RET (C3).

Note that I emulate only 3 services here (1,2 & 4B), if you scan the disassembly listing closely you'll see that many other services are referenced (4, 32, 46, 48, 49 & 4A), yet the code can never be reached, of course with a program like Cimatron and 31 other DLL's to de-protect you might deem the time it takes to disassemble each DLL unacceptable and therefore emulate these unreferenced services too. With service 4B 2 bytes are read, addresses C & D, these are then XOR'd with 8000h and must equal your dongle ID, i.e. dongle ID 0614 requires 8614 => word C = 14 & word D = 86. Fire up your newly patched chkddf.exe, well what do you know, it works :-).

The main DLL in Cimatron is cimit.DLL, this runs the main program and is thus protected to reflect this. Instead of just the version 7 envelope, Cimatron have also applied version 6 too. Instead of spoon feeding this crack to you, I'll only describe how I did it, the implementation is left to you. Firstly the v6 envelope has to be located, you can do that with the usual bpx on FreeEnvironmentStringsA, the program also checks for Cimagrafi's dongle so watch those passwords :-). I elected to do some redirection here, you can find the JMP HASPDOSDRV easily enough and redirect the JMP to CALL your own routine - this means you must find where the code for this JMP is decrypted (easy with bpr).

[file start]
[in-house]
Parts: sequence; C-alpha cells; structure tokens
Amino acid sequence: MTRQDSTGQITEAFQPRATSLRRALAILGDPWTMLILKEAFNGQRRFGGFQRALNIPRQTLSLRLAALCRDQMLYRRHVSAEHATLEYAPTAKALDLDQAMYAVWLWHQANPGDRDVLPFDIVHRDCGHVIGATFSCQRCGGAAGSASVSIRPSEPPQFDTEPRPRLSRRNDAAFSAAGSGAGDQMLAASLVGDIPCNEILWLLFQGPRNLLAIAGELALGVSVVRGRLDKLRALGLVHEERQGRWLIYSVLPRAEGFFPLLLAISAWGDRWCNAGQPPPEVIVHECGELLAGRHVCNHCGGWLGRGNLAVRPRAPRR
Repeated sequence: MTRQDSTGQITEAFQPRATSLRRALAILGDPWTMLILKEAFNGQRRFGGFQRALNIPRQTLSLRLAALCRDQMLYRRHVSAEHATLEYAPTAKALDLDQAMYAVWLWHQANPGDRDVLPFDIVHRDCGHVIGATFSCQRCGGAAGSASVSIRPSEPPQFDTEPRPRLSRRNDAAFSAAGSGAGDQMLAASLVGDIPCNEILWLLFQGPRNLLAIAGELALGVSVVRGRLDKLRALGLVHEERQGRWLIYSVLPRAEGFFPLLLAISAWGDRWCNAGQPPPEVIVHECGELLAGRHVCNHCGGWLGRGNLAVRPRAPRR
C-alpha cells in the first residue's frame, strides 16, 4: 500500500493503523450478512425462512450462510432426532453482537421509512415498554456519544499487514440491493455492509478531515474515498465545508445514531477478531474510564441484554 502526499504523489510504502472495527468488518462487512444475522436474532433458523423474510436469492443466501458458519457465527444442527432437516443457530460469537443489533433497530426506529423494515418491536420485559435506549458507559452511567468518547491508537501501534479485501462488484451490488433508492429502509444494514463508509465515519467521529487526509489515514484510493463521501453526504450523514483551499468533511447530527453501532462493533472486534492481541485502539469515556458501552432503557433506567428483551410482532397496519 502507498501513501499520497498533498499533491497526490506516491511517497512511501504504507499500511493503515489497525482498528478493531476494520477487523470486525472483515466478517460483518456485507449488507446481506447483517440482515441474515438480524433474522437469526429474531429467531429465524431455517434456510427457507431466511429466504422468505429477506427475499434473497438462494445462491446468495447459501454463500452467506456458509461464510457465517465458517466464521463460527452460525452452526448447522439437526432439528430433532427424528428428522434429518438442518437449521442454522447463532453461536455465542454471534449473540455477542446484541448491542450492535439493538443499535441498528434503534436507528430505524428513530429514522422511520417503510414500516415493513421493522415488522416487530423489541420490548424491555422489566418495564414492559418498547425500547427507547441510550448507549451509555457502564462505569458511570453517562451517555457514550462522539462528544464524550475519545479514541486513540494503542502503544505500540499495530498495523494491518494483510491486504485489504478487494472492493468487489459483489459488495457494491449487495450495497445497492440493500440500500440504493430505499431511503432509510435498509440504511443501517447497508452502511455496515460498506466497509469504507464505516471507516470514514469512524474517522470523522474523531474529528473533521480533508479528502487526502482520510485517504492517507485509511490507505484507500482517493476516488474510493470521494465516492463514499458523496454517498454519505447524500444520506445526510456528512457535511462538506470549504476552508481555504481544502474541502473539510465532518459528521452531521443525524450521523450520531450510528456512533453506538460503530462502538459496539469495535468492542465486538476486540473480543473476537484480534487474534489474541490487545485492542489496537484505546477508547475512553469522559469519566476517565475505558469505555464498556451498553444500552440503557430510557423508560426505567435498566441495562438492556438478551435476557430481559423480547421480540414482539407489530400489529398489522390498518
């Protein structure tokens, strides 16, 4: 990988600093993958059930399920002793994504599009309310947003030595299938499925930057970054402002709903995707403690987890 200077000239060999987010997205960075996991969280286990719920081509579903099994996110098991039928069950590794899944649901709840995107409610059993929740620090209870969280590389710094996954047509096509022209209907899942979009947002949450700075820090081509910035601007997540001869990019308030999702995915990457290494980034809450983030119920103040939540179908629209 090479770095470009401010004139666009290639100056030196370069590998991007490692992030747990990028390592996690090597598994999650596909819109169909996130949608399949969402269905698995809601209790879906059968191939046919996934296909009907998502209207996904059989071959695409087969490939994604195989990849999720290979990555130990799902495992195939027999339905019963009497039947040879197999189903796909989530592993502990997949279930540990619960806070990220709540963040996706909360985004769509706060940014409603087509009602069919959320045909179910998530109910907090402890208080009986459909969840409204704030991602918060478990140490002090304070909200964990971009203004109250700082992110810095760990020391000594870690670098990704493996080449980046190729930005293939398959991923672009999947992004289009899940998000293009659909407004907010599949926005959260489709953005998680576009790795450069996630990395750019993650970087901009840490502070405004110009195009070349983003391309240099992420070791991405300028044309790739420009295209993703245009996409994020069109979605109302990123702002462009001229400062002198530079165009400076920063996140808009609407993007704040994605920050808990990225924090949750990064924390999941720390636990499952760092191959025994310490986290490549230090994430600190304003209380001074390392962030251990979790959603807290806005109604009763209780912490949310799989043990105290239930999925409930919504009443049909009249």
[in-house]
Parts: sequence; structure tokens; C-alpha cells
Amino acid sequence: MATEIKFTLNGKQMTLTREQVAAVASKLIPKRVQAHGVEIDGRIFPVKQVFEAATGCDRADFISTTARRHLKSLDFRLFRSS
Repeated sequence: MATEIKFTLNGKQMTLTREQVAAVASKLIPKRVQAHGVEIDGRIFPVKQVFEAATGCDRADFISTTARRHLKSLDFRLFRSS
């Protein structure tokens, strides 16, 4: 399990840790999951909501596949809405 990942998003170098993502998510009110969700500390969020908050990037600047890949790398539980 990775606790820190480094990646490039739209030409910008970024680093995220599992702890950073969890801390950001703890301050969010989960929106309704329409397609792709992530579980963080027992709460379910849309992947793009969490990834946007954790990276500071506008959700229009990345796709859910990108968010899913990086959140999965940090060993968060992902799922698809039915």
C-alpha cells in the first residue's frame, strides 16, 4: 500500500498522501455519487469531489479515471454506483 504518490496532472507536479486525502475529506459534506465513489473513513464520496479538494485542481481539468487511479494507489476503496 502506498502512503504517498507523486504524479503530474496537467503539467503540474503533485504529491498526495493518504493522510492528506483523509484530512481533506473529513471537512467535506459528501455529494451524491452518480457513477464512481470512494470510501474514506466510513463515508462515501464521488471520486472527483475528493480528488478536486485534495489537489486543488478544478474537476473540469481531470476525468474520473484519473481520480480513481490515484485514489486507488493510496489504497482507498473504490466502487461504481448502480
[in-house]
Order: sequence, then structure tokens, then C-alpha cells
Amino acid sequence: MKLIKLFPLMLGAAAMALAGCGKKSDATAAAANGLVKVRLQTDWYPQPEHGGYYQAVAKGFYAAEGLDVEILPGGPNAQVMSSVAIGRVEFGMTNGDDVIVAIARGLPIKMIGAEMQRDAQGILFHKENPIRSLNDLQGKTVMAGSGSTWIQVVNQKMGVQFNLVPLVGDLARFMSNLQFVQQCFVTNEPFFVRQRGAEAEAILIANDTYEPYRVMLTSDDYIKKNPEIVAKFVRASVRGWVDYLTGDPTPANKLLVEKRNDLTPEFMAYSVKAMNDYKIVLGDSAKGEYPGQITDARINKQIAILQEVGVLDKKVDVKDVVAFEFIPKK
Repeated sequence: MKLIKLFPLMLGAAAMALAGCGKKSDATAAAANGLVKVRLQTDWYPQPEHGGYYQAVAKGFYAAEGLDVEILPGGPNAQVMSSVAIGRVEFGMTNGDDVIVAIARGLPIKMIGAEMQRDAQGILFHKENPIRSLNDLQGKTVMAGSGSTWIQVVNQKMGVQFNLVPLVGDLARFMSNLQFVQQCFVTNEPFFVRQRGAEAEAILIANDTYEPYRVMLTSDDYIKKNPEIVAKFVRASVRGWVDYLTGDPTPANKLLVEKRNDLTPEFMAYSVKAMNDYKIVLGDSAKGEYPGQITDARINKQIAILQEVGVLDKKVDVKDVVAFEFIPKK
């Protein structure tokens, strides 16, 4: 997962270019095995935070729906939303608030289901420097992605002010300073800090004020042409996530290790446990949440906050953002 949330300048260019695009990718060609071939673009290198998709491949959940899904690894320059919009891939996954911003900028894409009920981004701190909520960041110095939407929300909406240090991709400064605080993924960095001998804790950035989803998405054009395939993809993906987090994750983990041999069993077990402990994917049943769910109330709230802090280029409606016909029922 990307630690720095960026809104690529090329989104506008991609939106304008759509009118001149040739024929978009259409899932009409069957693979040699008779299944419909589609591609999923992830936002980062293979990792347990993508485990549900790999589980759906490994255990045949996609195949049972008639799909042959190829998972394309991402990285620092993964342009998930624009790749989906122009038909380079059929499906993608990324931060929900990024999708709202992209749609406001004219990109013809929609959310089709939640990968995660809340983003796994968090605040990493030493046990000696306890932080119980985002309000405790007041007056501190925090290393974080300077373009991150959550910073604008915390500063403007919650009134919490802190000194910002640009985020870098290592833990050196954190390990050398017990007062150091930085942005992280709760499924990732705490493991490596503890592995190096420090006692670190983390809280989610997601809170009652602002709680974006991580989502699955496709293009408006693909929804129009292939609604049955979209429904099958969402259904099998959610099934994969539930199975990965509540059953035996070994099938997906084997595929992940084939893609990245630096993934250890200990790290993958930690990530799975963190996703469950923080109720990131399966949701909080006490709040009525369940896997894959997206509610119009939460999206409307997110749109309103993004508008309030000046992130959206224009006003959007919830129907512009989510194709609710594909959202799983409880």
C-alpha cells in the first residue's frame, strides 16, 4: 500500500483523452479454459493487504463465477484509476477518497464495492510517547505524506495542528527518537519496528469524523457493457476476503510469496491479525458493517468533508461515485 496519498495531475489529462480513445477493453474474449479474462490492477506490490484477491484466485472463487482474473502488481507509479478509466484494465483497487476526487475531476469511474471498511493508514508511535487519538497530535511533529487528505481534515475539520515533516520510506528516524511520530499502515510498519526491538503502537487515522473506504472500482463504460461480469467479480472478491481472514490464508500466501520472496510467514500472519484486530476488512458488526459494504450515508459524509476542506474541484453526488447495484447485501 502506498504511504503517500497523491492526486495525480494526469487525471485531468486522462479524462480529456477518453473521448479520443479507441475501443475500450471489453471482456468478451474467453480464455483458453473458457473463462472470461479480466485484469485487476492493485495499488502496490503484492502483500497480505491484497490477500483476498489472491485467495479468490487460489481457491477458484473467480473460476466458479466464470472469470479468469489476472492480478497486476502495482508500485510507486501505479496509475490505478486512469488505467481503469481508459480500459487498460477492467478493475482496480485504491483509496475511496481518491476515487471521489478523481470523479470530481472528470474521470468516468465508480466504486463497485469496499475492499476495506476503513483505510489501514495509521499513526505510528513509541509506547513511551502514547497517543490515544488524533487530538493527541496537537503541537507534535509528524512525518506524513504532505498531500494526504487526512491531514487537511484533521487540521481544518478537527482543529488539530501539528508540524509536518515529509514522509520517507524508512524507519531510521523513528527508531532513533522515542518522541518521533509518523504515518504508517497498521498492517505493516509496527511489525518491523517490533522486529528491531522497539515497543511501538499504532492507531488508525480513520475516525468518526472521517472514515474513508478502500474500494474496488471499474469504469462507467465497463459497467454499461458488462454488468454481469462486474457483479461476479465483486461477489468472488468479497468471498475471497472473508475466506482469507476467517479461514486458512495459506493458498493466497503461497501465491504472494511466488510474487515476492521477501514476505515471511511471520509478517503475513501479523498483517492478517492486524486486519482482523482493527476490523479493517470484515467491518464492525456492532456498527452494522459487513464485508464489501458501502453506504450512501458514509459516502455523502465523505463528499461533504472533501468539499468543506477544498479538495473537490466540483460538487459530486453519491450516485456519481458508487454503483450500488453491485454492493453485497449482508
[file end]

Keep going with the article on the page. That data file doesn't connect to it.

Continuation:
The v7 envelope however is decrypted by the v6 envelope which means you can't just paste your emulator routine at the start of the .data section, you've got to find where its decrypted (bpr again) - I warn you this will test your patience as there is a lot of copying 'to and from' to contend with. I didn't think it was practical to work out all the decrypted bytes required to generate my complete emulation routine (which for cimit.DLL reaches 672 bytes), therefore I decrypted only a long JMP to another routine which I placed in the free space at the end of .reloc, remember we don't actually care if the v7 envelope is decrypted as junk, we aren't ever going to call there. In the distributed version of this crack I had to emulate service 3 and did a very clumsy job by modifying the PE header characteristics so I could write a JMP over a JNZ (not aesthetically pleasing).

Those of you who use the RE_ENGE option need a registration number to be able to save properly. The released version of Cimatron patchs the DLL for you, yet I went the extra mile and forced 00061E21 as a valid code. That's it really, no ready made crack for losers here, go and do some work for yourselves :-).

Cimatron v11.02

My final discussion of v11.02 of Cimatron will not damage the developers, a ready made crack already exists for the losers (much to my personal disappointment), I also won't discuss the HASP protection a great deal, for all intense purposes it is the same as per v10.6 with the same vulnerabilities, I understand Cimatron were probably reluctant to annoy registered users by changing the dongle, those of you looking for some neat tricks should trace through the new encrypted HASP object, theres some really good stuff going on there.

The Cimatron set of modules have always been protected by a KeyCode, this controls the features you are licensed to use, the v11.02 release does not include a valid KeyCode, instead the check is crudely patched, heres that code :-

:1C001A19 PUSH ESI <-- 0.